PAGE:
Friday, January 7, 2011

Planes and Ian McEwan

On my way back from Buffalo, I saw a huge sign painted on the wall of an airport: KEEP YOUR SMILE IN ITS LOCKED AND UPRIGHT POSITION!

Mine was not. My flight from Chicago was canceled due to -- get this -- a lack of pilots. We were all seated on the plane when the flight attendant removed us all, explaining that the pilots could not legally fly because they were one hour over the flight time allowed by the FAA. So United put up an entire Airbus 320-A of people at O'Hare hotels, gave them meal vouchers, and brought them back the next morning to the same plane, which had sat there empty all night. Nobody in scheduling could notice a problem sometime before we were due to take off?

All this put me in a perfect frame of mine to read Ian McEwan's latest novel, SOLAR. Its protagonist, Michael Beard, is one of the most unlikable viewpoint characters in fiction: lying, cheating, gluttonous, and not in the jolly way of a Falstaff. Beard, a physicist and Nobel Laureate, steals the work of a post-doc, sees that an innocent man goes to jail for the post-doc's accidental death, lies to his business partners, cheats on five wives and innumerable mistresses, neglects his daughter, and finally betrays the cause for which he is ostensibly working (climate control).

The novel is extremely well written (this is the brilliant author of ATONEMENT and SATURDAY, after all) and possibly meant as black comedy. In addition, I usually don't mind unsympathetic protags if they are interesting. But whether or not it was my bad plane karma, I didn't like this book. And [SPOILER ALERT] Beard doesn't even get a comeuppance from any of his moral transgressions; at the end of the book he dies of a heart attack just before the cops and lawyers close in.

McEwan's smile is not in locked and upright position. That's usually a good thing. But this time out, neither was mine.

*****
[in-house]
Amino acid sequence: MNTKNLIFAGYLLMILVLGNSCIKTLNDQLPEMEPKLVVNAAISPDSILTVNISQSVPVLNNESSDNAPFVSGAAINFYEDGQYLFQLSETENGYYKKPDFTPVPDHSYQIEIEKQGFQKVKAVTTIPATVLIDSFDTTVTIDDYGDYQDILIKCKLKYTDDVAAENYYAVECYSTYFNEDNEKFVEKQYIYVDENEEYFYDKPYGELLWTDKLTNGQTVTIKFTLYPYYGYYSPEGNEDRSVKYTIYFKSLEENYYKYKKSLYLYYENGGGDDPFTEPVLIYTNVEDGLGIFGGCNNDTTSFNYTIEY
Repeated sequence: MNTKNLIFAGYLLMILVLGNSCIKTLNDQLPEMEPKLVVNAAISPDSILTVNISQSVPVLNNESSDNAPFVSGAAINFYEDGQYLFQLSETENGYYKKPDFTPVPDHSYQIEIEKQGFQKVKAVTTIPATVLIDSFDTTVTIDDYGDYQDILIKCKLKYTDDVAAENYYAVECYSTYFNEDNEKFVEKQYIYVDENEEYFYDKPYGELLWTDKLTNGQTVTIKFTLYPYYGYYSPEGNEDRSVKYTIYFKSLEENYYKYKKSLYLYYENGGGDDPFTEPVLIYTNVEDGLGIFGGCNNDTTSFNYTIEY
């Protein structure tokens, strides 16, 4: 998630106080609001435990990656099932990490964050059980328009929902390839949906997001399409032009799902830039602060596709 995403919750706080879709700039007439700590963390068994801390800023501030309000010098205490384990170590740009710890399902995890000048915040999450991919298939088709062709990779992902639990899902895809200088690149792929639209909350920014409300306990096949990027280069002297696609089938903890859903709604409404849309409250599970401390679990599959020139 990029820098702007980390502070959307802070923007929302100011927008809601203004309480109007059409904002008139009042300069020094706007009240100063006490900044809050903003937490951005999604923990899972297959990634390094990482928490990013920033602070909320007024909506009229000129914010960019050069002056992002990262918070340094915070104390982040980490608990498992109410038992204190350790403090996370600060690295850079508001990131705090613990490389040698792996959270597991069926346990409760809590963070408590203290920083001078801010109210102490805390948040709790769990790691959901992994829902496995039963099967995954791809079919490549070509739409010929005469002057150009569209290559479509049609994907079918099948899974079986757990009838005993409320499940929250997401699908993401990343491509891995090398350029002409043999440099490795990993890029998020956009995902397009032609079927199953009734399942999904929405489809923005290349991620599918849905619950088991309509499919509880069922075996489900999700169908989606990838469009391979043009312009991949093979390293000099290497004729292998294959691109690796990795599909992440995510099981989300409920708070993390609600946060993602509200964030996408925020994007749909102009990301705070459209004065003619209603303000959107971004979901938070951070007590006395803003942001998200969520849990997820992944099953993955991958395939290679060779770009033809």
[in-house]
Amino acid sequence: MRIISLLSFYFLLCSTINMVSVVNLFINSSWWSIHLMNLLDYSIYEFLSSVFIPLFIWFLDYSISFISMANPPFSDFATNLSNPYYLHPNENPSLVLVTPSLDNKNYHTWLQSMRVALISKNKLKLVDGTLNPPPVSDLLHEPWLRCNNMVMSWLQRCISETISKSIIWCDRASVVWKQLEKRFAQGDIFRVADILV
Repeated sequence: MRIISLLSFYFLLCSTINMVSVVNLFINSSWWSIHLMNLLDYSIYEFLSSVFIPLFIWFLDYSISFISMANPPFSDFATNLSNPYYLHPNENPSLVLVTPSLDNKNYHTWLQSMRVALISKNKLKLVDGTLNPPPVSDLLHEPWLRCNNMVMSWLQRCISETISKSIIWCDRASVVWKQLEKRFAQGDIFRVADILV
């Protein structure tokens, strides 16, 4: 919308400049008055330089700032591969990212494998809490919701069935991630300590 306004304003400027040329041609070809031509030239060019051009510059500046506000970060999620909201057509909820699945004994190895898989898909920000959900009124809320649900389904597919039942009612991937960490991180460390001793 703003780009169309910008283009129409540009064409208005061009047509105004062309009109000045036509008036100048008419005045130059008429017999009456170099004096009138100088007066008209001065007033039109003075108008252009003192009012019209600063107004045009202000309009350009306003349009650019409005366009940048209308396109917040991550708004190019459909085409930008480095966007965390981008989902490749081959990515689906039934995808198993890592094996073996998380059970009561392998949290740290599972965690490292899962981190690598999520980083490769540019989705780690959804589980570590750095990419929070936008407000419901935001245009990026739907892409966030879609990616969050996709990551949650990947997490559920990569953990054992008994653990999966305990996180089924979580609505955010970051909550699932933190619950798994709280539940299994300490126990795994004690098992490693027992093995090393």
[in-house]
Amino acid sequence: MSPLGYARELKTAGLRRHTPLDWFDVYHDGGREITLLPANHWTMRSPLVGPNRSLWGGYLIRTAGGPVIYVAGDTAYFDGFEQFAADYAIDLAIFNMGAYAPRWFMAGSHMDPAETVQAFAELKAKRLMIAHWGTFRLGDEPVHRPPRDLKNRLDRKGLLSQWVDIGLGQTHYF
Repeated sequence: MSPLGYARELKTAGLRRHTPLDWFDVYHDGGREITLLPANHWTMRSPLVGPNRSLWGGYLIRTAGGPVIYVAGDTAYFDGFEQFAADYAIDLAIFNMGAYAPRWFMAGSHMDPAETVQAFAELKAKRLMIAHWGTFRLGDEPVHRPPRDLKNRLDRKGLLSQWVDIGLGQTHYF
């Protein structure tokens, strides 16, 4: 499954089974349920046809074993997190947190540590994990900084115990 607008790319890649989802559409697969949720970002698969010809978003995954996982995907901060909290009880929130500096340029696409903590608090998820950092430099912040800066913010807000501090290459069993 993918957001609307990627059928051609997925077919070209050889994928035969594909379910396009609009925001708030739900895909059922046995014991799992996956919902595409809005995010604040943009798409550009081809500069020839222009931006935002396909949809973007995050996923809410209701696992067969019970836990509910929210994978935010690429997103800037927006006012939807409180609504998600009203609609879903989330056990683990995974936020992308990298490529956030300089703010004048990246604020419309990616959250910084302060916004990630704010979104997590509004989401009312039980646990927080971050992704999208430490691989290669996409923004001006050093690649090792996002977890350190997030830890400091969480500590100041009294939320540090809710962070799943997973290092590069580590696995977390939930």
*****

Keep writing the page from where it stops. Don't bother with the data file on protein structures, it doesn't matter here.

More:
Tim of Angle said...

I'm sure that airline incompetence immediately recommended itself to your attention, and perhaps you are right.

On the other hand, given the notoriously byzantine nature of the regulations to which every useful enterprise in this country is subjected, you might entertain, as an equally plausible hypothesis, that this particular 'rule' only came to someone's attention serendipitously, at a time when appropriate compensatory scheduling was not possible. I incline toward the latter.

Bryan H. Bell said...

You read a 300 page novel overnight? Geez, I'm a slow reader. Well, I guess a professional writer is likely to be a quick reader. Still, feeling kinda dumb...

Michael Retondo said...

I was flying out of Chicago on the same day, and outside the terminal a *bunch* of United workers either on strike, or at the very least protesting. Looked to me like there were some pilots in there too, so maybe that explains things.

Mike said...

A lot of times pilots are scheduled pretty close to max duty times that are allowed. If delays happen downline, or upline, things can get messed up pretty quickly. Sometimes they believe they will make it on time so they board the plane only to be delayed just enough by the FAA, deicing, etc., to make the pilots illegal at the last minute. It sucks when that happens, I know.

Too bad you didn't like the book better. It may have made the delay worth it!